The chair in my mind’s eye that was “Dad’s chair” was a comfy recliner.  It looked like a bulky La-Z-Boy, but was probably from Sears, the store where we most frequently shopped.  I envision it being made of some sort of soft fabric, maybe crushed velvet with a wooden handle on the side that you pulled up to recline the back and to elevate the built in ottoman.  I’m sure as I was growing up, he probably had more than one version of this chair but my memory has faded to the point that I can only picture a vague image of its details whenever I see a recliner.

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After I grew up and got married, it seemed appropriate that I should also get my own “Dad’s chair.”  However, it was several years after our children were born before I actually got one but once I did, naturally, it was a recliner, a crushed blue velvet one—just like the one’s I pictured my dad “napping” in.

Years before I had the opportunity to get my own “Dad’s” chair though, I do remember being at my brother-in-law’s house and sitting in “his” chair, a blue buttoned, soft leather chair.  It was one he had had for quite some time and it was very comfortable.  I guess this opened my eyes to the fact that a Dad’s chair didn’t just have to be a recliner; it could be whatever comfortable chair you wanted it to be.

A number of years ago when we were redecorating the den in our 2nd home, I had my first opportunity to pick out a Dad’s chair that was not a recliner.  Naturally after sitting in my brother-in-law’s comfortable chair, I wanted leather upholstery.  I looked at the different design chairs they had available at the store where we were buying the couch and selected a chair that had a mid-century modern look.  When I sat in it, it had that distinctive leather squeak and wonderful new leather smell—satisfying my desire not only for comfort but also my sense of smell and sound.  The color scheme we were selecting was predominantly purple and it just so happened the chair came in an eggplant shade of purple.  We got it and it has been in our home for the last 15 years, even though newer Dad’s chairs have superseded it.   It is showing a bit of its age due to sunlight fading from being in front of a window, but is still just as comfortable.

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For my next Dad’s chair, I still wasn’t willing to get another recliner but I did want a matching ottoman to prop my feet up on.  This time, we were redecorating the bedroom in our 3rd home and selecting modern furniture.  My purple leather chair had found a comfortable spot else where in our house and with a fairly large bedroom; we would have room for a Dad’s chair.  Naturally I wanted another leather chair.  We found a modern style grey leather chair with matching ottoman that reclined like the seat on an airplane (although a lot more comfortable).  In fact, it came to be known as the airplane chair rather than Dad’s chair.  And just like I remembered my dad falling asleep in his chair, my wife has caught me on more than one occasion falling asleep in this one as well.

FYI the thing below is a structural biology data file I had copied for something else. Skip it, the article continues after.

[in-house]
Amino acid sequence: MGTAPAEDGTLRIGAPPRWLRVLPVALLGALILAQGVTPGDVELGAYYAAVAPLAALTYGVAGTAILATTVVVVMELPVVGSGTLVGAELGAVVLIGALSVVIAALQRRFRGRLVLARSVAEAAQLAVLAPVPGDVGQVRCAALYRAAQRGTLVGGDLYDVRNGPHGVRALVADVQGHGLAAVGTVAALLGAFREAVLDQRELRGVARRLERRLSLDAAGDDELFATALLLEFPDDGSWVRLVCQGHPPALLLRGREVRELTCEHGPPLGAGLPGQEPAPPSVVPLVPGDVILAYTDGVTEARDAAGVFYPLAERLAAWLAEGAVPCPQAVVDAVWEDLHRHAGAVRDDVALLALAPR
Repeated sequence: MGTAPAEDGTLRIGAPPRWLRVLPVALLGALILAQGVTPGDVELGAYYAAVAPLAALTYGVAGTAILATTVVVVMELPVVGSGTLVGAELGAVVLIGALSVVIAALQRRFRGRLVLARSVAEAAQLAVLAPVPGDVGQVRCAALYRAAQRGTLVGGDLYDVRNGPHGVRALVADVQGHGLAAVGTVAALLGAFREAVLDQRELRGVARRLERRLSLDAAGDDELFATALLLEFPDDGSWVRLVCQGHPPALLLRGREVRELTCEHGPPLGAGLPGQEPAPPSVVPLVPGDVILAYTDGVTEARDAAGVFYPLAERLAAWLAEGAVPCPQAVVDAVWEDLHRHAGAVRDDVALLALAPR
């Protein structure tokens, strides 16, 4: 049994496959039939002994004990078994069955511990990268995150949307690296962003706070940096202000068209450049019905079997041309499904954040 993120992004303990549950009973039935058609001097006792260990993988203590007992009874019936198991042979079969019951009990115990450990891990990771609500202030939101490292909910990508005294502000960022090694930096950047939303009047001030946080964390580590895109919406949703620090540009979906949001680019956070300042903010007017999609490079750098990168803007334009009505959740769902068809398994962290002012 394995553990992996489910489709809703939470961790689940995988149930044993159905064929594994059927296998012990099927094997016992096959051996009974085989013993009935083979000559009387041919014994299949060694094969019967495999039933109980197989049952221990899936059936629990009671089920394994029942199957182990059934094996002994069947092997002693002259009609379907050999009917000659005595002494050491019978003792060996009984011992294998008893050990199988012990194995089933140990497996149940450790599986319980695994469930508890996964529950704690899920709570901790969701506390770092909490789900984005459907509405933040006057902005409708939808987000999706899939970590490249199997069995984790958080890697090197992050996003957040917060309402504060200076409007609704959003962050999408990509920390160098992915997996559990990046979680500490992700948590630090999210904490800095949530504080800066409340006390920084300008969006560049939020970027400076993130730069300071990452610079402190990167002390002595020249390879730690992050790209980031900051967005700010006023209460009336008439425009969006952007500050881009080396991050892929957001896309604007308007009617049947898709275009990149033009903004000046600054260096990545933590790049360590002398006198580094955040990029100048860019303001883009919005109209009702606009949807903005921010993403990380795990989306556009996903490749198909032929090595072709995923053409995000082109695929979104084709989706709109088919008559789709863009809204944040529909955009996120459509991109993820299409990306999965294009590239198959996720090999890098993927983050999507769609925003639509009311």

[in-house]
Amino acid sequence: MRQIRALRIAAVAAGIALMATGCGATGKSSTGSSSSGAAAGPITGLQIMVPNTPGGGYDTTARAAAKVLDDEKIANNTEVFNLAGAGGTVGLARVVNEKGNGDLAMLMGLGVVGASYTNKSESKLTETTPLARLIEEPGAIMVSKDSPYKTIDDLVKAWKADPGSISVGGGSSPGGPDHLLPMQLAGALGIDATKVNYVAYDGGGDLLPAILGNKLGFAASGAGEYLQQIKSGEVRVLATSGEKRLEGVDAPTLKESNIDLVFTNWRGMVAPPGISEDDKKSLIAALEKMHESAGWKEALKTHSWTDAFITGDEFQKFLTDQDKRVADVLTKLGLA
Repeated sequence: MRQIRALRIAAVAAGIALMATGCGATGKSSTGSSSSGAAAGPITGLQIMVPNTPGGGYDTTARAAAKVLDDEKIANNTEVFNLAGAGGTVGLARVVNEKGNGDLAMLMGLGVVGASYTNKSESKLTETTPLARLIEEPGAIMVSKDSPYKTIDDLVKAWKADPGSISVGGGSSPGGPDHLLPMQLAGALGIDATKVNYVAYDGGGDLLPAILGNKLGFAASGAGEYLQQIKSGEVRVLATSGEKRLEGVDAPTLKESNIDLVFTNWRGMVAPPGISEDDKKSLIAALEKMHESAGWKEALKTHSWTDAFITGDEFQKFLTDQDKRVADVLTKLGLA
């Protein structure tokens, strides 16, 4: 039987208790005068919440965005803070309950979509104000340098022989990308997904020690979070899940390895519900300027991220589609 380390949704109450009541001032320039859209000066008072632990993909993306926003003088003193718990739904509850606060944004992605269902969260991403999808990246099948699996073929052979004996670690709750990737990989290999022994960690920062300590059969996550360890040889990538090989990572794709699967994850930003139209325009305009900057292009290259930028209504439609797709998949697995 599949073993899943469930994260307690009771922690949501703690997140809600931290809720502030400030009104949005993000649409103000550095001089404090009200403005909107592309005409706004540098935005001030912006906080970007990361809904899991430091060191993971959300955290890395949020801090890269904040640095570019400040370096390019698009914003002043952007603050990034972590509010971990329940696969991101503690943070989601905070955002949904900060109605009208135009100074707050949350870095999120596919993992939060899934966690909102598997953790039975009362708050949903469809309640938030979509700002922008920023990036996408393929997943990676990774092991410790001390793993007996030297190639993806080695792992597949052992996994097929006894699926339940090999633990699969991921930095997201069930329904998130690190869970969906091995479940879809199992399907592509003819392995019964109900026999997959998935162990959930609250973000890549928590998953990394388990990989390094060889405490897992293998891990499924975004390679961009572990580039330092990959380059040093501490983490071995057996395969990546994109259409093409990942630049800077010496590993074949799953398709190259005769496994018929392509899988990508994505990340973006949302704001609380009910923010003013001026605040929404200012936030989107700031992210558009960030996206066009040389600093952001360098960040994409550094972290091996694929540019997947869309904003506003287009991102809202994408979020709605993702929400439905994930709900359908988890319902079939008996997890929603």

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It is likely that the airplane chair would still be my predominant chair to sit in were it not for a number of trips to a local mall and walking past the Pottery Barn store.  On more than one occasion, I would stop to admire their Manhattan Leather Club Chair with its large rolled arms, deep seat, and laid back reclining appearance.  It reminded of the comfortable dark leather chairs in the lobby of a hotel in Montreat, NC that my family visited every summer when I was growing up.  One sit was all it took and I was sold—I had to have one.

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Today, this is my favorite chair to sit in of all the choices we have in our house.

Last August, we bought a condo in midtown and have been renovating and redecorating it for almost a year.  I currently don’t have a chair there as we are just now adding furnishings.  And as past experience has taught me, if I lay on the bed to try to read at night, it isn’t long before sleep has overtaken me.

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Not that I don’t also fall asleep reading in a chair at night either but at least starting out in a chair forestalls the inevitable a little while.  I’m sure you can guess what type of upholstered covering I will want.  When I mentioned a leather chair for the condo to my wife, she stated that I had “leather chaired” her to death.  And sadly I had to admit she was right when she started counting them off—five different colored leather chairs in various rooms throughout the house plus black leather chairs at our kitchen table.

We are still in the exploration phase and need to finalize a few more furnishing decisions before we continue this discussion.  When we do return to the topic of a chair for our bedroom at the condo, I know we will make the right choice that works for both of us.  I have never owned two separate homes before in my life.  But since we often split our weekend nights between our home and our condo, the one thing I do know is that for it to be home to me, it must have a Dad’s chair.

Madurodam – Exploration